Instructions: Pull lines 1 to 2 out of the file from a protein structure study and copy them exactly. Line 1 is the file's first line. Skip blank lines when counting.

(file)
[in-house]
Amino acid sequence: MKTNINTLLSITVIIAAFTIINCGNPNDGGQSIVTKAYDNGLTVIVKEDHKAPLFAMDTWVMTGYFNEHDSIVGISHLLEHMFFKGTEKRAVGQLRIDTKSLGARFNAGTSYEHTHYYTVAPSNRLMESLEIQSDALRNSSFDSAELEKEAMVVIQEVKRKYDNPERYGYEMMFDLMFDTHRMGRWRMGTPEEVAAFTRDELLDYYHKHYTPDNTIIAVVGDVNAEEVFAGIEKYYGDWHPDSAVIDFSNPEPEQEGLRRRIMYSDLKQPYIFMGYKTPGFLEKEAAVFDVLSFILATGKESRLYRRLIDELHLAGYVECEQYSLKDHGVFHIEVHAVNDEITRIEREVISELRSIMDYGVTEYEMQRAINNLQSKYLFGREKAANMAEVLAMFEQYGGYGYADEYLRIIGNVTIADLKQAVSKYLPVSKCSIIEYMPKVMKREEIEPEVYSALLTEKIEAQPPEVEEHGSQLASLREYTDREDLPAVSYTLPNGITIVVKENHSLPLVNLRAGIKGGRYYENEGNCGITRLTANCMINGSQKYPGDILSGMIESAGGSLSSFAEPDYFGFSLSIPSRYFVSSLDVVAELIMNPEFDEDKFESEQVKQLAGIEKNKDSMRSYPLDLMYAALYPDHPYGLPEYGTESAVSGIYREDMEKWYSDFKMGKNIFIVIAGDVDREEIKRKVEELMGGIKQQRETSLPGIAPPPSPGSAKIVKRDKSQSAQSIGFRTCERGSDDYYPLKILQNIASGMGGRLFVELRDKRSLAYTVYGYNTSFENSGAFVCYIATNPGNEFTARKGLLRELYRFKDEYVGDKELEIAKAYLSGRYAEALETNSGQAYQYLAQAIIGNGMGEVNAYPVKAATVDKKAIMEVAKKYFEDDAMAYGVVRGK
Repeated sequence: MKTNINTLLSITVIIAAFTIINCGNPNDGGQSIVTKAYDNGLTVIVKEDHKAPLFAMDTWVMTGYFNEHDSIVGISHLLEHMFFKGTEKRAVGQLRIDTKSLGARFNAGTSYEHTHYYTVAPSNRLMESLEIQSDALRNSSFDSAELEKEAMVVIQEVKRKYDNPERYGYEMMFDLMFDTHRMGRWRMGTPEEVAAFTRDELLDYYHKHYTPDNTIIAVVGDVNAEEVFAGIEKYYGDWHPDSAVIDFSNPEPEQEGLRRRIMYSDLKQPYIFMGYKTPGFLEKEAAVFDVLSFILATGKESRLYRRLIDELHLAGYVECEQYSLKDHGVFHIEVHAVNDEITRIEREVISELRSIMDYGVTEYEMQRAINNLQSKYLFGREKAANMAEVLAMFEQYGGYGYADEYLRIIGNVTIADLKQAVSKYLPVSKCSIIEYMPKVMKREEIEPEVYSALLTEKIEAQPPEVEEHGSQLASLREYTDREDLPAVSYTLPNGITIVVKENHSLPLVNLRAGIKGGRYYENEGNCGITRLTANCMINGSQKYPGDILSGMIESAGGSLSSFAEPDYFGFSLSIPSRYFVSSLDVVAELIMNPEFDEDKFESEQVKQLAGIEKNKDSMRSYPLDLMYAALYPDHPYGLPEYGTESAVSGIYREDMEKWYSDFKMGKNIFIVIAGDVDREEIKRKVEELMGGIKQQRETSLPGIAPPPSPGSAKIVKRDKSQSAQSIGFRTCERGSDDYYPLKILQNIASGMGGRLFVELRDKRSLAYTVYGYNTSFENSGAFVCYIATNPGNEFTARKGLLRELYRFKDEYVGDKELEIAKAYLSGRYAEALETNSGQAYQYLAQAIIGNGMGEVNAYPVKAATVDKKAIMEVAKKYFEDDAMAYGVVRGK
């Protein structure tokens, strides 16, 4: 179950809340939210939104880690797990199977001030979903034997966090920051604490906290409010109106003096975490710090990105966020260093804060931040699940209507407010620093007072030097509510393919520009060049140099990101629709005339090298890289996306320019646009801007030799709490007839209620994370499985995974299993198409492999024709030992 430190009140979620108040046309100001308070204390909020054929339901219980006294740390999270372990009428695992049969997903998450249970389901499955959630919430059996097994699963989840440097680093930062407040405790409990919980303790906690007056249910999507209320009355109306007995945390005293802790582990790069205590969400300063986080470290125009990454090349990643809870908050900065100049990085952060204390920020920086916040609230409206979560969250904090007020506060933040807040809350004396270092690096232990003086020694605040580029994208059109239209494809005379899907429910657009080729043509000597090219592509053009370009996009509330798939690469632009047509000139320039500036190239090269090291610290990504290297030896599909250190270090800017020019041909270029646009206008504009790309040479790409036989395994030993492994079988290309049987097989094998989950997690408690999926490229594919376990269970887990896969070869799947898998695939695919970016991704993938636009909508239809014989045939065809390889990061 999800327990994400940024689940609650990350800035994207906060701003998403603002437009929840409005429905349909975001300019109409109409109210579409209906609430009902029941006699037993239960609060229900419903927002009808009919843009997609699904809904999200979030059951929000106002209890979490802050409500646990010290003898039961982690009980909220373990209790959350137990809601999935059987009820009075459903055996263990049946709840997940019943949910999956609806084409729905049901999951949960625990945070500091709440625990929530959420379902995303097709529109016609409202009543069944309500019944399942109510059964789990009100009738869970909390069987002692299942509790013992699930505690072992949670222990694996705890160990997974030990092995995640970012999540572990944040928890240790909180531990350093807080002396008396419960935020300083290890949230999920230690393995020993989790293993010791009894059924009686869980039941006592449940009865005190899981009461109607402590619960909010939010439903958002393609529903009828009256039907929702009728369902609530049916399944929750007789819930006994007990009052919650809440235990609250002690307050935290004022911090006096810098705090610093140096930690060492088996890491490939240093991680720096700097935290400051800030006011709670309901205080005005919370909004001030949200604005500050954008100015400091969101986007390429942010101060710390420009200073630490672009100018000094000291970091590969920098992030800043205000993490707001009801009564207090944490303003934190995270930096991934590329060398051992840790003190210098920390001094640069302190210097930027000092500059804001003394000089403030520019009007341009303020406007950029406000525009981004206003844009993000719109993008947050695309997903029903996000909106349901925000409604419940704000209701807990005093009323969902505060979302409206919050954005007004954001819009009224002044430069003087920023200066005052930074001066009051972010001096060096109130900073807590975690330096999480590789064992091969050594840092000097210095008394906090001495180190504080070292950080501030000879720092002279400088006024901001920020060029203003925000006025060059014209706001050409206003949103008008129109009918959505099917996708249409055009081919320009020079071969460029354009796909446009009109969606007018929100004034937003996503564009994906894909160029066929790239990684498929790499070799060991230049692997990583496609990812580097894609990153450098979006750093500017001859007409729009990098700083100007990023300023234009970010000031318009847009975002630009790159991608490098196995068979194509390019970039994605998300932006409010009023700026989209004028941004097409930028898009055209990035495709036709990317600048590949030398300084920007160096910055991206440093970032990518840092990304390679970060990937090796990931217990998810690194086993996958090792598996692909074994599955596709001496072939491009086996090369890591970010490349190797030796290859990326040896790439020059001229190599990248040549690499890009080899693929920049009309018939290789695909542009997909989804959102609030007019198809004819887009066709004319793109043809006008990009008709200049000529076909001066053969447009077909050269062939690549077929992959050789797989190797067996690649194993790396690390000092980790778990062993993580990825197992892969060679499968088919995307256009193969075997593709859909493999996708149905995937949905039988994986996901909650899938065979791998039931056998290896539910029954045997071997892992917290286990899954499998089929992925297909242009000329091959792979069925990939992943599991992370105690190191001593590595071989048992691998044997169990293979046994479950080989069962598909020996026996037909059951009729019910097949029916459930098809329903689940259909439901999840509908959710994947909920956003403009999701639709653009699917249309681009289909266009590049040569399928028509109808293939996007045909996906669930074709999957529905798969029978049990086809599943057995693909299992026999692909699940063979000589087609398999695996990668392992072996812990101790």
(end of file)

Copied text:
[in-house]
Amino acid sequence: MKTNINTLLSITVIIAAFTIINCGNPNDGGQSIVTKAYDNGLTVIVKEDHKAPLFAMDTWVMTGYFNEHDSIVGISHLLEHMFFKGTEKRAVGQLRIDTKSLGARFNAGTSYEHTHYYTVAPSNRLMESLEIQSDALRNSSFDSAELEKEAMVVIQEVKRKYDNPERYGYEMMFDLMFDTHRMGRWRMGTPEEVAAFTRDELLDYYHKHYTPDNTIIAVVGDVNAEEVFAGIEKYYGDWHPDSAVIDFSNPEPEQEGLRRRIMYSDLKQPYIFMGYKTPGFLEKEAAVFDVLSFILATGKESRLYRRLIDELHLAGYVECEQYSLKDHGVFHIEVHAVNDEITRIEREVISELRSIMDYGVTEYEMQRAINNLQSKYLFGREKAANMAEVLAMFEQYGGYGYADEYLRIIGNVTIADLKQAVSKYLPVSKCSIIEYMPKVMKREEIEPEVYSALLTEKIEAQPPEVEEHGSQLASLREYTDREDLPAVSYTLPNGITIVVKENHSLPLVNLRAGIKGGRYYENEGNCGITRLTANCMINGSQKYPGDILSGMIESAGGSLSSFAEPDYFGFSLSIPSRYFVSSLDVVAELIMNPEFDEDKFESEQVKQLAGIEKNKDSMRSYPLDLMYAALYPDHPYGLPEYGTESAVSGIYREDMEKWYSDFKMGKNIFIVIAGDVDREEIKRKVEELMGGIKQQRETSLPGIAPPPSPGSAKIVKRDKSQSAQSIGFRTCERGSDDYYPLKILQNIASGMGGRLFVELRDKRSLAYTVYGYNTSFENSGAFVCYIATNPGNEFTARKGLLRELYRFKDEYVGDKELEIAKAYLSGRYAEALETNSGQAYQYLAQAIIGNGMGEVNAYPVKAATVDKKAIMEVAKKYFEDDAMAYGVVRGK